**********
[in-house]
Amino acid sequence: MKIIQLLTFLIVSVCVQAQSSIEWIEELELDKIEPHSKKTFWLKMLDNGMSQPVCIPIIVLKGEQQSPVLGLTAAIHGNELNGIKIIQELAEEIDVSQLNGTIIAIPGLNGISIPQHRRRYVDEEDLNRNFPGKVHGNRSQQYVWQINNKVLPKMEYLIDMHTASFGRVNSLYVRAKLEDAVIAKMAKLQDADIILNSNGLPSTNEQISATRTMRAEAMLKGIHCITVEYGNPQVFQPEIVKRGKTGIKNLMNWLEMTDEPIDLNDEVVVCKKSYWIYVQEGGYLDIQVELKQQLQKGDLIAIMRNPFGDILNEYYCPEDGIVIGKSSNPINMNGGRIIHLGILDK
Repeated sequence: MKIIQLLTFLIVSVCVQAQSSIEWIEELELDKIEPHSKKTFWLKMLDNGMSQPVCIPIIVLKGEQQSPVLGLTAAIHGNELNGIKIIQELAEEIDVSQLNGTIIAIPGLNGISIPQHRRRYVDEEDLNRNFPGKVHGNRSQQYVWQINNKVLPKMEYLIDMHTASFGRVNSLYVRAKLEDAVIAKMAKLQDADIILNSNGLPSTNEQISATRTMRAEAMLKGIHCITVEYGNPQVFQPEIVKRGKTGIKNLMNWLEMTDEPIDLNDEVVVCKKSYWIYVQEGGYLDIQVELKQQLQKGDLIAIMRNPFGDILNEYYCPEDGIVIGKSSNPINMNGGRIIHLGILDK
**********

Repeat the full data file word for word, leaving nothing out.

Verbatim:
[in-house]
Amino acid sequence: MKIIQLLTFLIVSVCVQAQSSIEWIEELELDKIEPHSKKTFWLKMLDNGMSQPVCIPIIVLKGEQQSPVLGLTAAIHGNELNGIKIIQELAEEIDVSQLNGTIIAIPGLNGISIPQHRRRYVDEEDLNRNFPGKVHGNRSQQYVWQINNKVLPKMEYLIDMHTASFGRVNSLYVRAKLEDAVIAKMAKLQDADIILNSNGLPSTNEQISATRTMRAEAMLKGIHCITVEYGNPQVFQPEIVKRGKTGIKNLMNWLEMTDEPIDLNDEVVVCKKSYWIYVQEGGYLDIQVELKQQLQKGDLIAIMRNPFGDILNEYYCPEDGIVIGKSSNPINMNGGRIIHLGILDK
Repeated sequence: MKIIQLLTFLIVSVCVQAQSSIEWIEELELDKIEPHSKKTFWLKMLDNGMSQPVCIPIIVLKGEQQSPVLGLTAAIHGNELNGIKIIQELAEEIDVSQLNGTIIAIPGLNGISIPQHRRRYVDEEDLNRNFPGKVHGNRSQQYVWQINNKVLPKMEYLIDMHTASFGRVNSLYVRAKLEDAVIAKMAKLQDADIILNSNGLPSTNEQISATRTMRAEAMLKGIHCITVEYGNPQVFQPEIVKRGKTGIKNLMNWLEMTDEPIDLNDEVVVCKKSYWIYVQEGGYLDIQVELKQQLQKGDLIAIMRNPFGDILNEYYCPEDGIVIGKSSNPINMNGGRIIHLGILDK